But looks aren’t the only thing these tiny glow lamps have going for them, and [David Lovett] shows off some of the surprising alternate uses for neon lamps in his new video. He starts with an exploration of the venerable NE-2 bulb, which has been around forever, detailing some of its interesting electrical properties, like the difference between the voltage needed to start the neon discharge and the voltage needed to maintain it. He also shows off some cool neon lamp tricks, like using them for all sorts of multi-vibrator circuits without anything but a few resistors and capacitors added in. The real fun begins when he breaks out the MTX90 tube, which is essentially a cold cathode thyratron. The addition of a simple control grid makes for some interesting circuits, like single-tube multi-vibrators.
The upshot of all these experiments is pretty clear to anyone who’s been following [David]’s channel, which is chock full of non-conventional uses for vacuum tubes. His efforts to build a “hollow state” computer would be greatly aided by neon lamp circuits such as these — not to mention how cool they’d make everything look.
We think of digital displays as something you see on relatively modern gear. But some old gear had things like nixies or numitrons to get cool-looking retro digital displays. The HP 521A frequency counter, though, uses four columns of ten discrete neon bulbs to make a decidedly low-tech but effective digital display. [Usagi Electric] has been restoring one of these for some time, but there was a gap between the second and third videos as his workshop became a kitten nursery. You can see the last video below.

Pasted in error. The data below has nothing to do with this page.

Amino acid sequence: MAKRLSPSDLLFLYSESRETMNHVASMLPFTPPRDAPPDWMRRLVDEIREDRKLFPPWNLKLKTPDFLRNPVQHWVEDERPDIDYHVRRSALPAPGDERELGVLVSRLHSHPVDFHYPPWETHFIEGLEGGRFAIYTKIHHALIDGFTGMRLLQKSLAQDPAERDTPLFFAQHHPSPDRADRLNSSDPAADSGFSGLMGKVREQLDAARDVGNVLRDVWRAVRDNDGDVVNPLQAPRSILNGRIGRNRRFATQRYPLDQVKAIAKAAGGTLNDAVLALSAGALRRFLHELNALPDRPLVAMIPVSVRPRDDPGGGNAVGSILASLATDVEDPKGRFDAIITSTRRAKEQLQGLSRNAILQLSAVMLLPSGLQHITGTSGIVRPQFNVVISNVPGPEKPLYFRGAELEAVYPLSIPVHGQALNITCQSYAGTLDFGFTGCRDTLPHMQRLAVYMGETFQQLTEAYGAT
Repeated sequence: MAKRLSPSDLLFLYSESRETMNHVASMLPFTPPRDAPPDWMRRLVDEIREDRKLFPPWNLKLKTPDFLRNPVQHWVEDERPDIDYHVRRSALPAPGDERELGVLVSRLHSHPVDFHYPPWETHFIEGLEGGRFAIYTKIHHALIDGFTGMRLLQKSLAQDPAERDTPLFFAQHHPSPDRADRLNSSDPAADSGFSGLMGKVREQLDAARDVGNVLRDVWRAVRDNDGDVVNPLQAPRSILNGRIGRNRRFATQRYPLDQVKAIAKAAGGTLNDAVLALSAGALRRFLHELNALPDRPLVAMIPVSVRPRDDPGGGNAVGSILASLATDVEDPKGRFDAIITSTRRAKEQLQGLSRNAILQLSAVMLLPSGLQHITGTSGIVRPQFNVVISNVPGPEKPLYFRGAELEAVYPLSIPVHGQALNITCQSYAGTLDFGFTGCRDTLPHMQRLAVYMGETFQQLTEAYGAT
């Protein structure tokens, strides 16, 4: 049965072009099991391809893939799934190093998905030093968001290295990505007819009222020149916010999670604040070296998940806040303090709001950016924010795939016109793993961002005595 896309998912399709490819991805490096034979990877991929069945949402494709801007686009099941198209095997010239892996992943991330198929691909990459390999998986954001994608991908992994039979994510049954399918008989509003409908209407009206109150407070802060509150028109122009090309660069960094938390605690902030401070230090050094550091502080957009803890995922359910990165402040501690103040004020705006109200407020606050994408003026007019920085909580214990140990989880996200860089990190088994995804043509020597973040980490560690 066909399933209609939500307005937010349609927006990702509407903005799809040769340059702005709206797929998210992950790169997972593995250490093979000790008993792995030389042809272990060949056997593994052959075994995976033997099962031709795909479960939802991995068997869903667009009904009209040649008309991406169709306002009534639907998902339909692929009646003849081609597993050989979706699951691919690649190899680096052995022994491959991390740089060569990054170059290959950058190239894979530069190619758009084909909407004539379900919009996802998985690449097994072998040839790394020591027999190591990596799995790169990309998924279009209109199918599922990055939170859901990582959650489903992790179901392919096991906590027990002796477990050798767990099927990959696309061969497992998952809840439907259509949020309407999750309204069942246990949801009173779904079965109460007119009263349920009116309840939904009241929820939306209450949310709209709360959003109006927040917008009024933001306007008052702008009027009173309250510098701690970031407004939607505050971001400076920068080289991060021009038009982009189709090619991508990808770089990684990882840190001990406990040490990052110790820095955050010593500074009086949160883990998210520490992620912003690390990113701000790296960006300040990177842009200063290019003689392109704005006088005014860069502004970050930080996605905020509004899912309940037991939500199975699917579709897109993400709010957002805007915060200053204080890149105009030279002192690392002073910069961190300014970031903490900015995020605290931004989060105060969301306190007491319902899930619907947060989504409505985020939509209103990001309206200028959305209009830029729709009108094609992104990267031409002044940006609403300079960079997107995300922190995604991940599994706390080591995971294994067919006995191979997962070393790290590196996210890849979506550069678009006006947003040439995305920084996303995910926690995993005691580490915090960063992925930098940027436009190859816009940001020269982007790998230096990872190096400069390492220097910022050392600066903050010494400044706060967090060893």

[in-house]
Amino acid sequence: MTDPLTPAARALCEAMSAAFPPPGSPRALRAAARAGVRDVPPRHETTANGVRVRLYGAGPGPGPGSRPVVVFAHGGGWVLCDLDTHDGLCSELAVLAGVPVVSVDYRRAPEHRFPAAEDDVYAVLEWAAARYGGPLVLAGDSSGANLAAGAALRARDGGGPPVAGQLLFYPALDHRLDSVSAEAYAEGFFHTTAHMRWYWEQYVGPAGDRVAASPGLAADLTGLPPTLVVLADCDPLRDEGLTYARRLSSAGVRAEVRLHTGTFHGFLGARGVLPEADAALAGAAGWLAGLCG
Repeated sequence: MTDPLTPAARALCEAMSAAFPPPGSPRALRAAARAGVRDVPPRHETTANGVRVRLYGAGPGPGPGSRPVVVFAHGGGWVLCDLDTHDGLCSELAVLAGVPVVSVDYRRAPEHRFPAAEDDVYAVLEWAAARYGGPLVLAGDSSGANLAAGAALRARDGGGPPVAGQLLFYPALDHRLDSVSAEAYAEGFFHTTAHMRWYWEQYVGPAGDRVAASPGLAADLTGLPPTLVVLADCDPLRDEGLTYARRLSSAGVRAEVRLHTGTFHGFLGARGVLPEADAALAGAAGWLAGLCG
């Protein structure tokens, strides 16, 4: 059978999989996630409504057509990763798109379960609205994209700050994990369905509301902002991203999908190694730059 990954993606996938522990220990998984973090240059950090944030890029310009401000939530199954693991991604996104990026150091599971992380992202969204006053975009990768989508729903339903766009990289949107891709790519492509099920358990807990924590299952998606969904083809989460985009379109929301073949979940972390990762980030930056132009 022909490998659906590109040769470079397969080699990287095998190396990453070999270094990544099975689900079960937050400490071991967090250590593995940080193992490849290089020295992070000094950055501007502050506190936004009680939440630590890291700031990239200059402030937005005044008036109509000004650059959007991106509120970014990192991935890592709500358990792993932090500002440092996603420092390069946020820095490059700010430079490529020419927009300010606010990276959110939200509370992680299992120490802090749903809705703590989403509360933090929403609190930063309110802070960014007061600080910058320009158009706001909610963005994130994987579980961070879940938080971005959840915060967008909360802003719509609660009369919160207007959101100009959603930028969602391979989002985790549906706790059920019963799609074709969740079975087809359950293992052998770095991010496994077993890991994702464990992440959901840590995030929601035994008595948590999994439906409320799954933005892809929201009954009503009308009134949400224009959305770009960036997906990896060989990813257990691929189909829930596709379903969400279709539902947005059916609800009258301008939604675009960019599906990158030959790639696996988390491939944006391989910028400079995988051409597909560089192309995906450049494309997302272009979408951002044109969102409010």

In previous videos, he had most of the device working, but there were still some odd behavior. This video shows the final steps to success. One thing that was interesting is that since each of the four columns are identical, it was possible to compare readings from one decade to another.
However, in the end, it turned out that the neon bulbs were highly corroded, and replacing all the neon bulbs made things work better. However, the self-check that should read the 60 Hz line frequency was reading 72 Hz, so it needed a realignment. But that was relatively easy with a pot accessible from the back panel. If you want to see more details about the repair, be sure to check out the earlier videos.
We love this old gear and how clever designers did so much with what we consider so little. We hate to encourage your potential addiction, but we’ve given advice on how to acquire old gear before. If you want to see what was possible before WS2812 panels, you could build this neon bulb contraption.
On our news feeds and TV channels at the moment are many stories concerning the war in Ukraine, and among them is one which may have an effect on the high-tech industries. It seems that a significant percentage of the world’s neon gas is produced in Ukrainian factories, and there is concern among pundits and electronics manufacturers that a disruption of this supply could be a further problem for an industry already reeling from the COVID-related chip shortage. It’s thus worth taking a quick look at the neon business from an engineering perspective to perhaps make sense of some of those concerns.